Patricia Fara's 'A Lab of One's Own - Science and Suffrage in the First World War' came out in paperback last month and I have a review copy waiting to be read. It's part of a small pile of books I'm really excited about, but am also sort of saving for when redundancy and Brexit hit (that's going to be quite a week).
I'm particularly interested in 'A Lab of One's Own' because it's rescuing women's history which is all to often forgotten. It's a curious thing the way this happens, an odd conspiracy of silence that makes it seem as if each generation of women is starting from scratch rather than being part of a rich tradition of significant work in field after field of study and talent.
I'm not going to make any great claims for cocktail mixing in this context - though I do believe that's it's more science than art. I can say that this Brandy Vermouth mix fits the bill as a very old cocktail, so was probably well known in the era. Brandy has a more scholarly, or perhaps old school tie, feel to it than gin does as well. In the early 1900's Brandy was a gentlemans drink, whisky rather less so, and gin might have been popular, but perhaps not entirely respectable.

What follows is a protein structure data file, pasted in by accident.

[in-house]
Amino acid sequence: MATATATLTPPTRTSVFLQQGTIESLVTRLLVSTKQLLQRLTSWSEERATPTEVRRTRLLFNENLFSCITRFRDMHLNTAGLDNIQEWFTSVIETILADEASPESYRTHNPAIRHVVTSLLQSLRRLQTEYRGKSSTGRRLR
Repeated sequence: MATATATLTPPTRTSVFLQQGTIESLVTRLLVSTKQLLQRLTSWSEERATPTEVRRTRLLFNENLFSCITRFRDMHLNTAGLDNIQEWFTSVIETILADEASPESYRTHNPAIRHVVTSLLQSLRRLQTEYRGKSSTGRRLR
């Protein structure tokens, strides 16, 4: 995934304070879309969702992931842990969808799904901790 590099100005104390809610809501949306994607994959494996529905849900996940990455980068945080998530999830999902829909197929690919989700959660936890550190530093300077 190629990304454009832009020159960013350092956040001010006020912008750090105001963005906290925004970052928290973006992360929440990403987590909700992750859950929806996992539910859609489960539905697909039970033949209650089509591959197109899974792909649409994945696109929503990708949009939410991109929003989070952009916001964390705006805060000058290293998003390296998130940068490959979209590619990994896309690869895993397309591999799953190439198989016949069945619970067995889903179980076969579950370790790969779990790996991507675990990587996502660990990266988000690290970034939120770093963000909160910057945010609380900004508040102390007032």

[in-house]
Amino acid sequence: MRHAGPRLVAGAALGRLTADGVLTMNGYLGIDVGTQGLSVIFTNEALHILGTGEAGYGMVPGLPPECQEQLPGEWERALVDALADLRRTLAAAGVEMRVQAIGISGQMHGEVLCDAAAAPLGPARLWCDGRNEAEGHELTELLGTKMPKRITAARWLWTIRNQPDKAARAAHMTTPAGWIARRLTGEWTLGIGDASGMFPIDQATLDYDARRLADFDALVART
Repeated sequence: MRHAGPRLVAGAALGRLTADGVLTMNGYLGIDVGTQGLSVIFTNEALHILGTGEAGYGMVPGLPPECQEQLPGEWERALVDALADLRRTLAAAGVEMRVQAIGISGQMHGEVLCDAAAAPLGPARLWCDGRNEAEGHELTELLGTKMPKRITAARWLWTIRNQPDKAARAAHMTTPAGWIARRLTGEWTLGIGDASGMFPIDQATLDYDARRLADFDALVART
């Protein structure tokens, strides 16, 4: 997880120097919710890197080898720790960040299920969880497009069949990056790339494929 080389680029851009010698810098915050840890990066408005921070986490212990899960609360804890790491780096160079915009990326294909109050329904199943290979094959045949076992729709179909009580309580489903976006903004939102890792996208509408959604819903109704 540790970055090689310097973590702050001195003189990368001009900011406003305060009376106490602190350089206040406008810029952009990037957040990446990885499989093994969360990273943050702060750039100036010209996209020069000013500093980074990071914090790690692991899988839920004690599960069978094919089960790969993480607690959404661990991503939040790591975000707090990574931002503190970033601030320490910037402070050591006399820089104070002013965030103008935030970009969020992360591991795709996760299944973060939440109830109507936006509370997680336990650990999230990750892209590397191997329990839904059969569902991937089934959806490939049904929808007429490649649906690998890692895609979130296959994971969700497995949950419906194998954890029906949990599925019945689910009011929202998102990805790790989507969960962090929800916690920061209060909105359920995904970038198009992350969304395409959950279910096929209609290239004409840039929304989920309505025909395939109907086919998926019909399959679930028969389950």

After yesterday's Brandy and Vermouth mix I was looking for something with less frills about it. This fits the bill, and for me is the better drink, it feels more serious too (that's down to the absence of the cherry on top). It's 3 parts Brandy, 1 part Italian Vermouth, and a dash of Angostura bitters stirred over ice and stained into a glass.
The result is a mellow, amber coloured, delight. The dry nutmegy kind of spice of the Brandy sets the tone of the drink with the vermouth (I'm still using the Dopo Teatro) adding a richer spice range (something more like cloves) along with a touch of sweetness - but only enough to smooth out the edges. its to Kate in a Friday night for me to properly work out what the bitters are doing, but I'd miss them if they weren't there.
This is another excellent autumn/winter drink - there's something of a Christmas spice mix about it - clove, nutmeg, allspice, perhaps a hint of cinnamon. The impression is of warmth even though it's icy cold and the very small (I used a dessert spoon for a measure) one I made tonight was suitably comforting.